Wolfman’s score card comes in with an unanimous win for Basil and his team with 7.5/10

64 Day Hero (1986) The Tragic Story Of British Boxer Randy Turpin

I’m ashamed to say I’d never heard of Randolph Turpin, fighting under the name Randy Turpin, before. A British boxer born and raised in Leamington Spa, Warwickshire. Of course his fighting records were way before my time however I feel I should of at least of heard his name. Especially when the boxing stats website BoxRec has him riding high in second place behind Joe Calzaghe in their Lb for Lb points system.

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Requiem for a Heavyweight (1962) A Life Changing Beating From The Greatest Muhammad Ali

The dank little room stunk of arseholes and BO. These places always did. Luckily the rubbing ointments took the edge off. To be honest Louis ‘Mountain’ Rivera (Anthony Quinn) couldn’t smell shit. His flatten nose had been busted countless times, he even struggled to breathe.

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Paradise Alley (1978) Video Store Action Heroes 4 x Action Packed Fight VHS Movie Memories

Paradise Alley (1976) Sylvester Stallone Armand Assante vhs cover poster

So it’s that time again when the dreamboys or The Video Store Action Heroes as we sometimes go by join forces and unleash a choice selection of our movie rental memories. Now where this is of course a very fun excursion, its not without its dangers, yep I said it, dangers. It’s a tightrope that we walk to bring these reviews. Hacking into the hippocampus part of the brain has peril written all over it. Why you just don’t know what unearthly memory you could tap into. With a gentle prod a sweet memory might bring a bittersweet tear to fall down the side of your cheek or maybe release a slight giggle of laughter. Though truth be told it’s normally a spontaneous bout of Wilhelm Screams. Continue reading

The Blood of Heroes (1989) Rutger Hauer’s Battle Cry Salute To The Jugger

The Blood Of Heroes (1989) Rutger Hauer Joan Chen video VHS cassette box tape cover

In a world ravished by nuclear war, the barren, sorry looking landscape of Earth has taken on that familiar look of a post-apocalyptic Mad Max. Scattered little pockets of civilisation can be found around the desolate, desert terrain. The small market-towns are called dog-towns, where desperate people scavenge and scrounge for food scraps. On the fringe, the shanty towns of rubbish and recycled waste are forged into makeshift living spaces. The food consists of what tough vegetation is hardy enough to grow and whatever meat that can be found. Rats are high on the list but you sure get more meat on the bones of a dog! Besides the dog kind of comes in handy for past-time entertainment! Continue reading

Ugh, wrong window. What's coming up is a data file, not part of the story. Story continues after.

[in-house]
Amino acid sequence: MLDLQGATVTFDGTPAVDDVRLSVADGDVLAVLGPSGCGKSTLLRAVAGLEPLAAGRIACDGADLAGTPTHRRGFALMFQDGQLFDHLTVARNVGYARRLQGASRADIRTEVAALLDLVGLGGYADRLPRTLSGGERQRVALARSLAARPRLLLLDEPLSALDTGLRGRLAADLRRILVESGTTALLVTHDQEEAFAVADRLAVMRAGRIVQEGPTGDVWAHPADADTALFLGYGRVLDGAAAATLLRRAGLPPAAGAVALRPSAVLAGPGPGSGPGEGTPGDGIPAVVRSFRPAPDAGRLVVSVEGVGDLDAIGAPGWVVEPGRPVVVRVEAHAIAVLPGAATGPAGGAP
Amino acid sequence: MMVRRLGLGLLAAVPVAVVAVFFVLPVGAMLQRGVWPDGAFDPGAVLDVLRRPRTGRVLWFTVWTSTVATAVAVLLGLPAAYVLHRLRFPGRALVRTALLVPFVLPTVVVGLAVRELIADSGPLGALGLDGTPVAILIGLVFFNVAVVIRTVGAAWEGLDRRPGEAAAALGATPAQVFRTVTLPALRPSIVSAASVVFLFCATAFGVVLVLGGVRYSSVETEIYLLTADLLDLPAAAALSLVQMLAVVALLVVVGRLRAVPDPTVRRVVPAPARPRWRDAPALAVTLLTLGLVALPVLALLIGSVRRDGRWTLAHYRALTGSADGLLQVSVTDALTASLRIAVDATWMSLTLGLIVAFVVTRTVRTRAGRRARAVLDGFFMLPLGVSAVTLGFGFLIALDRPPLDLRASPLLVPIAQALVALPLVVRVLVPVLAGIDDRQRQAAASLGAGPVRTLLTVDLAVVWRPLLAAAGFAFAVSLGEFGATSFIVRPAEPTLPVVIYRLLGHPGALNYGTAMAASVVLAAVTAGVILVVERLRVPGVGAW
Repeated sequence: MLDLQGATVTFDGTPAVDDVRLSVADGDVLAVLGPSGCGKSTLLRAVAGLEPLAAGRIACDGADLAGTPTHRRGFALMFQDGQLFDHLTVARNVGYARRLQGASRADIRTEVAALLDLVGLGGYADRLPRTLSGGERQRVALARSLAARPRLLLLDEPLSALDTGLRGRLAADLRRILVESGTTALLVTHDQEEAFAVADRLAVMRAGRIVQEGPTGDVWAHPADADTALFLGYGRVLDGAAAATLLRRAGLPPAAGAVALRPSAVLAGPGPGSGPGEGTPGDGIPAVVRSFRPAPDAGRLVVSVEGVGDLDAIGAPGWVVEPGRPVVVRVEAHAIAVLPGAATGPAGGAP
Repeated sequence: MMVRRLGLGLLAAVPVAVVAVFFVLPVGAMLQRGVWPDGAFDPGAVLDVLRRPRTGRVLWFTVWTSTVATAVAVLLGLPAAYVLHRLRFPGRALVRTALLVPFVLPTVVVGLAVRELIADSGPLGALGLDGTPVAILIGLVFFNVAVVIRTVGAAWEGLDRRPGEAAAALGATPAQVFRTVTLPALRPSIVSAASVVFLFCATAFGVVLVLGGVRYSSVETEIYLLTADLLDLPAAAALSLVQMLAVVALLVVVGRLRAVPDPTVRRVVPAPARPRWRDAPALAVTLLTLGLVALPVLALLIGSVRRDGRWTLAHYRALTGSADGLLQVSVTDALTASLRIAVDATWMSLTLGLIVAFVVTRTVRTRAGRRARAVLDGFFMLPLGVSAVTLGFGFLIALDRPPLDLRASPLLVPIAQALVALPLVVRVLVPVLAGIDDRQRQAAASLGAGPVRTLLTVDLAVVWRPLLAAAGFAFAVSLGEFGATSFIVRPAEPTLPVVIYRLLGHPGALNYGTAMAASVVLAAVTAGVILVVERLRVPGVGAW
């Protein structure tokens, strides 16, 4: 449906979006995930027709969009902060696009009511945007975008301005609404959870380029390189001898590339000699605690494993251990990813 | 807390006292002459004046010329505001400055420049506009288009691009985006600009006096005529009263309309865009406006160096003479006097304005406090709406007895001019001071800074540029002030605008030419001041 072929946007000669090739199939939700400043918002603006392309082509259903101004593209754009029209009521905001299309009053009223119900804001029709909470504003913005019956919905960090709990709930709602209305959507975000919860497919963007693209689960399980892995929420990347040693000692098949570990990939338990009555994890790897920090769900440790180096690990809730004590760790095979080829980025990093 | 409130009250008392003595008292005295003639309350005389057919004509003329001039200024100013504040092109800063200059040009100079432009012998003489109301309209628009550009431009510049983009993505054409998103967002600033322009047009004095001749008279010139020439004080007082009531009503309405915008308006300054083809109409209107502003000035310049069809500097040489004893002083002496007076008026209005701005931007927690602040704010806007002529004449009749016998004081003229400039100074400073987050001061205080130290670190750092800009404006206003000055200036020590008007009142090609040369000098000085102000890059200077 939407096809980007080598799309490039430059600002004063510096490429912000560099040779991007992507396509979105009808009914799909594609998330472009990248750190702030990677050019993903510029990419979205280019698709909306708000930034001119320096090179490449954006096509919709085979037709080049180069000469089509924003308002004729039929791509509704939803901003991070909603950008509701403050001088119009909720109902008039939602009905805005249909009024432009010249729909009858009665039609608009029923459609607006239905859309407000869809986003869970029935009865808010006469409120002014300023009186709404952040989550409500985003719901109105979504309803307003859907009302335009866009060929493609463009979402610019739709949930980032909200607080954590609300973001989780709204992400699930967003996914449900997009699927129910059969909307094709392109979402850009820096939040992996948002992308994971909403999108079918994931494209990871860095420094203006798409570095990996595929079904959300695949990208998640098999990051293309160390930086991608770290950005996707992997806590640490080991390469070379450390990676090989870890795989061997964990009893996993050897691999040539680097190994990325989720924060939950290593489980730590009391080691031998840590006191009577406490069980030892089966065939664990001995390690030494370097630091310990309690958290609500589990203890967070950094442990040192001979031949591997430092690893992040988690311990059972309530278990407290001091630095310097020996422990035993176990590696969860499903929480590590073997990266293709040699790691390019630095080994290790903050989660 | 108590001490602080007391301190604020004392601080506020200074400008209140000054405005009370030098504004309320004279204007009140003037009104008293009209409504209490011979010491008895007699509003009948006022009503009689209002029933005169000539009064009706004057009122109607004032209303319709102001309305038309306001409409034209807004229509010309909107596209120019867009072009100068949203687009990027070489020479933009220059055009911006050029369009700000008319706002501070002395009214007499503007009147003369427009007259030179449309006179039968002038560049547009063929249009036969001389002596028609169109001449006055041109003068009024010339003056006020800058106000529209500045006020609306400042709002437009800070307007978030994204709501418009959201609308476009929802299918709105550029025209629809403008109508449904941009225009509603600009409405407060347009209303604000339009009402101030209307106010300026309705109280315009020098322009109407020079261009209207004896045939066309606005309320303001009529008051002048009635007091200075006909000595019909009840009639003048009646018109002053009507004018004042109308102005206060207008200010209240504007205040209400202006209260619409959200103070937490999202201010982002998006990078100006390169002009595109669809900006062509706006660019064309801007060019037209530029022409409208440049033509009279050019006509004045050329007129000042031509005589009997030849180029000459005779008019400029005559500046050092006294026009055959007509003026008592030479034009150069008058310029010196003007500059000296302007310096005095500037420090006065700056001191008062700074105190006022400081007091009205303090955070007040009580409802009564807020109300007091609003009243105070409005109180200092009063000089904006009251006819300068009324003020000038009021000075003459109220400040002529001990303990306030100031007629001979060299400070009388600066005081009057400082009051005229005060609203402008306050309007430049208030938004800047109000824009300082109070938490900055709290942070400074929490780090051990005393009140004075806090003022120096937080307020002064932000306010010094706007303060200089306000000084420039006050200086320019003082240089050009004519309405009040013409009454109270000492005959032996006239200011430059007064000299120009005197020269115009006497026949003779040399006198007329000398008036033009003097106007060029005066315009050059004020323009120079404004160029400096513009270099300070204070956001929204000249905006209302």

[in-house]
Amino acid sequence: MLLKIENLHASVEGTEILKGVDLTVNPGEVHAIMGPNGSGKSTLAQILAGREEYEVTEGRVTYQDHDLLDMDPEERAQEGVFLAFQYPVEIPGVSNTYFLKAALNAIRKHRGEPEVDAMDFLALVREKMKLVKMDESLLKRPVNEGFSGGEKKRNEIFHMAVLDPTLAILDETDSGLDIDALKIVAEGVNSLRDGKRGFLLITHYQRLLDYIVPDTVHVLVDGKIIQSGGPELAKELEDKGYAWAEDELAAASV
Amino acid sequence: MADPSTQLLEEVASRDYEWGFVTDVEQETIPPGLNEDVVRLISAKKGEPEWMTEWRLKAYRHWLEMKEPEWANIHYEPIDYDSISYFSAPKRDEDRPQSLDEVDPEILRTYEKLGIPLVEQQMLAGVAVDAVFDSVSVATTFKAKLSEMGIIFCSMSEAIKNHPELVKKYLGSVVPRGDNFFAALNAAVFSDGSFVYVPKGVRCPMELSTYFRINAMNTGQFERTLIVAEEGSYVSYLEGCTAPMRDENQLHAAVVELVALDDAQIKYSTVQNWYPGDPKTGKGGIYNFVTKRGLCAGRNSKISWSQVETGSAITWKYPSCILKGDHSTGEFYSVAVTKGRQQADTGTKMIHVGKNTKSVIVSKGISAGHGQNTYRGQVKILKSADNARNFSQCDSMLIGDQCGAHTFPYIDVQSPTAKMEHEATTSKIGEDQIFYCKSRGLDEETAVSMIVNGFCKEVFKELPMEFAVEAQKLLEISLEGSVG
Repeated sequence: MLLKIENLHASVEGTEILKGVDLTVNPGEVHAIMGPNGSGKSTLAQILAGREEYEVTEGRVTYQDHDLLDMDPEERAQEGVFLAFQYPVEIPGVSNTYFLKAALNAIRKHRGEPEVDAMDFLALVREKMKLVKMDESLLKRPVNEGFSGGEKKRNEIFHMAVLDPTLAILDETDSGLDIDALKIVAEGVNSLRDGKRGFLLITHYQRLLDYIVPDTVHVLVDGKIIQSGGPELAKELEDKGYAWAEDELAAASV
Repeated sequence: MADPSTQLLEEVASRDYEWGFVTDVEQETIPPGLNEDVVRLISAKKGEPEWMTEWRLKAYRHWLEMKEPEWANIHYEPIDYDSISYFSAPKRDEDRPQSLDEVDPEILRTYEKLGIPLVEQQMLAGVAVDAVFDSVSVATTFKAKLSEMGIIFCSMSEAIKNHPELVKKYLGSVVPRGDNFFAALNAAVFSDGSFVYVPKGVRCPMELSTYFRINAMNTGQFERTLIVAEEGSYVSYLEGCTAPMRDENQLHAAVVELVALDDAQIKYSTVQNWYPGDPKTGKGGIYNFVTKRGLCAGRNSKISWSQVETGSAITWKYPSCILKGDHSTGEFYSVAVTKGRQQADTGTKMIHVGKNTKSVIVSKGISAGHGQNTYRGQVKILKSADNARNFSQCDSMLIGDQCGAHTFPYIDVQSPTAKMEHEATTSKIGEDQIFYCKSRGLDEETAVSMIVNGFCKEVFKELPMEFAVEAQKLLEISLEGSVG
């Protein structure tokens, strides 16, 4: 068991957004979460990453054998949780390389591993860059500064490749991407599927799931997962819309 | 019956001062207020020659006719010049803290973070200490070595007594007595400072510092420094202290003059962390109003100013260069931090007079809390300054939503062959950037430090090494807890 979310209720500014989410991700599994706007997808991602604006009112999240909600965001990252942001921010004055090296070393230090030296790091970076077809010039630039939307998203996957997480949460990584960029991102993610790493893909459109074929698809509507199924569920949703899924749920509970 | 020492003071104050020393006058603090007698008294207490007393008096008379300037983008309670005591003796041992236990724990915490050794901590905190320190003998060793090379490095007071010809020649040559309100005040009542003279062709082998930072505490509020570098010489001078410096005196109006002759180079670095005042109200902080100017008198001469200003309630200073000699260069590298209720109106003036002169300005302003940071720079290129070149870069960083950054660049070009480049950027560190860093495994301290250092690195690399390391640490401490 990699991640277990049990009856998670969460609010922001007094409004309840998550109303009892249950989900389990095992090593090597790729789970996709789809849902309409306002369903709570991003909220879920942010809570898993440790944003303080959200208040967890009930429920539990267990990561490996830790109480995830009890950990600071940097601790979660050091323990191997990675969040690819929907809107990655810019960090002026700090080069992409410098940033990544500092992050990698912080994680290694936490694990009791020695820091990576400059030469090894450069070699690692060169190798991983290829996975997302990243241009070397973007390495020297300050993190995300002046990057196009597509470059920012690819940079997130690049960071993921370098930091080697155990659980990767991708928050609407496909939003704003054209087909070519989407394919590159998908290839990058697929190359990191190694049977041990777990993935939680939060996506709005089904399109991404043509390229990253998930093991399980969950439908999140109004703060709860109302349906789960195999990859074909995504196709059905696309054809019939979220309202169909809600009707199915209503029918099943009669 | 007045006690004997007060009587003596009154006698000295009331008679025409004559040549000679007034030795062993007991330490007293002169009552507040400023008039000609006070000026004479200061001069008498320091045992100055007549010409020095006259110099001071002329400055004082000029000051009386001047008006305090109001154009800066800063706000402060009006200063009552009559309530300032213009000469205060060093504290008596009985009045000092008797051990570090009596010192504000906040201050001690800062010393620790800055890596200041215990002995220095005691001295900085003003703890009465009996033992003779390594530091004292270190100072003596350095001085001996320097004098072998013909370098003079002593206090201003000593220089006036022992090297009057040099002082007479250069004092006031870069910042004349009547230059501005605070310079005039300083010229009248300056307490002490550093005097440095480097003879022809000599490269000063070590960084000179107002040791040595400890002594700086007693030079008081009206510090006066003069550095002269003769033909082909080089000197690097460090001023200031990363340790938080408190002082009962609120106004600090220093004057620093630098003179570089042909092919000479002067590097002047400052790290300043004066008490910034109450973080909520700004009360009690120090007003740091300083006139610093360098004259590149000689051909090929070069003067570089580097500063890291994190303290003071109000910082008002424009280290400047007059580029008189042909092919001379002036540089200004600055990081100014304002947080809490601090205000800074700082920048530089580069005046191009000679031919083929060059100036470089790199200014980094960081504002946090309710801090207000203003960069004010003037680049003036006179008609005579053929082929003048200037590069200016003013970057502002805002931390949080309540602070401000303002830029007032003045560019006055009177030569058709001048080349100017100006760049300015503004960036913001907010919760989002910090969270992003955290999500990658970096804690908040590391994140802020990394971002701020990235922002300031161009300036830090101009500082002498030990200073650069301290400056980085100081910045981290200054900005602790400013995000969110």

The Harder They Fall (1956) Humphrey Bogart’s Last Film Is A Smasher

The Harder They Fall (1956) poster one sheet movie image boxing bogart noir

Not until it had finished and went to tick The Harder They Fall off my Humphrey Bogart films I must see list, that it dawned on me this was his final film before he passed away at the young age of 57. I have to say I didn’t realise he was ill whilst watching, he had all those classic Bogart characteristics and mannerisms we all so love. That world weary New York tough guy that hides a heart of gold, a style that you can imagine is naturally his real persona. He’s such a joy to watch and it’s great to know I still have a lot more Bogies to work my way through. Continue reading

99 River Street (1953) John Unleashes The Payne With Power Punches

99 River Street (1953) John Payne movie film noir poster

Depressed and broken ex boxer Ernie Driscoll (John Payne) can’t help reminiscing back to his heyday as a prize fighter and unfortunately to that fateful day when he took a beating on the ropes. The day he damaged his eye, bringing with it the end of his boxing career. He sits there with great sadness, in his apartment, watching a rerun of the fight. Things aren’t helped for our poor Ernie as his wife Pauline (Peggie Castle) loves nothing more that belittling him, reminding him what a loser he is and how he has ruined their future.

Tagline – Rips into you like a double-crossing Dame!

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The Great White Hope (1970) Darth Vader Fights Hatred With His Fists.

The Great White Hope (1970) james earl jones movie poster

Hey! That black boxer with his shining bald head on the screen looks familiar? Without that big cuddly frame and his glasses he’s almost unrecognisable as he bounds up and down firing off punches as fast as his mouth. When the words come out you instantly recall that voice, that unmistakable voice, those deep tones of the dark side, that ultimate bad guy, Darth Vader. You’ll also gonna know those vocal sounds from the likes of Disney’s father of the pride, Mufasa, from The Lion King. And who could forget Eddie Murphy’s Dad, King Jaffe Joffer in Coming To America. He’s the guy thats so iconic that it can only be one guy, that super legend, Mr James Earl Jones. Continue reading

Fat City (1972) Real Life Can Pack Quite A Punch!

Fat City (1972) Billy Tully (Stacy Keach) Oma (Susan Tyrrell) drunk pub

Down and nearly out ex-semi pro boxer Billy Tully (Stacy Keach) looks into another empty bottle of spirits and drags himself to his feet, hey he might be down but he’s not out for the count yet. Determined to get back into shape and start a fresh, he packs his dirty old kit and heads off to the boxing gym. Wheezing, straining and sweating off the booze from countless nights, he steps and skips around the hall, shadow punching, ducking and a diving. He’s still got the moves under all that rust and achy bones. Continue reading